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Myanmar Generals Should Face Genocide Charges, U.N. Panel Says

The United Nations mission said the dominant position of the Tatmadaw, which ruled Myanmar for nearly half a century and still enjoys absolute impunity even as it shares power with a civilian government, meant that yet another Rakhine commission formed by Ms. Aung San Suu Kyi “will not and cannot” deliver a meaningful outcome. “The impetus for accountability must come from the international community,” it said.

A conspicuous failing of Myanmar’s civilian authorities identified by the panel was their failure to curb virulent hate speech by religious and national hard-liners on social media platforms, notably Facebook.

“Facebook’s response was slow and ineffective,” the report said, although a panel member, Radhika Coomaraswamy, said the company had since taken a more active role in policing hate speech in Myanmar, assigning more people to monitor it and take it down.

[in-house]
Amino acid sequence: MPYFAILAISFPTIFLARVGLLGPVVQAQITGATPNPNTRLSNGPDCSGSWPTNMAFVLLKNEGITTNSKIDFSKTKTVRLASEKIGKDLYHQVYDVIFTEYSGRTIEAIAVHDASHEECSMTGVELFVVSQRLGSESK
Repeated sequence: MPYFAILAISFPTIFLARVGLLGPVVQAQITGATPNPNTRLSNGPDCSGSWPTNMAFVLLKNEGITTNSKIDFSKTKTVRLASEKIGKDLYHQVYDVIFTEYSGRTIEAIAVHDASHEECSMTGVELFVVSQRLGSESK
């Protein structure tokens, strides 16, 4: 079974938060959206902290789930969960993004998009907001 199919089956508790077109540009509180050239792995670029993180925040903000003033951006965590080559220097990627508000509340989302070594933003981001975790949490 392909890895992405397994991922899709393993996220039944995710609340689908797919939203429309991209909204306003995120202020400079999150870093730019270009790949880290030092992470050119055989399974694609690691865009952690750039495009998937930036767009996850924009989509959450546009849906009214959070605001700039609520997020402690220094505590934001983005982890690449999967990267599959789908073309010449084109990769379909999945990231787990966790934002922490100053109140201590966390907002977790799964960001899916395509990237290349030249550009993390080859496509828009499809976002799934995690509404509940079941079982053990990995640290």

On Monday, Facebook announced that it was taking additional steps in response to criticism that it had done too little to stem hate speech and misinformation in Myanmar. Acknowledging that it had been “too slow to act,” the company said it was banning 20 people and groups, including General Min Aung Hlaing, linked to the crisis in Myanmar.

The U.N. panel’s report also calls for accountability within the United Nations, delivering a scathing assessment of its failure to respond to the abuses unfolding in Myanmar and calling for a comprehensive independent inquiry “as a matter of urgency.”

United Nations officials in Myanmar failed to put in place the organization’s policy on human rights, preferring to give priority to development and quiet diplomacy, the panel said, echoing criticisms of the United Nations in Sri Lanka during the bloody closing stages of its war against Tamil Tiger rebels.

“That approach has demonstrably failed; the United Nations as a whole failed to adequately address human rights concerns,” the panel said.

Even now, it added, the approach taken by United Nations agencies in Myanmar “displays few signs of any lessons learned.”

Source: NYT > World

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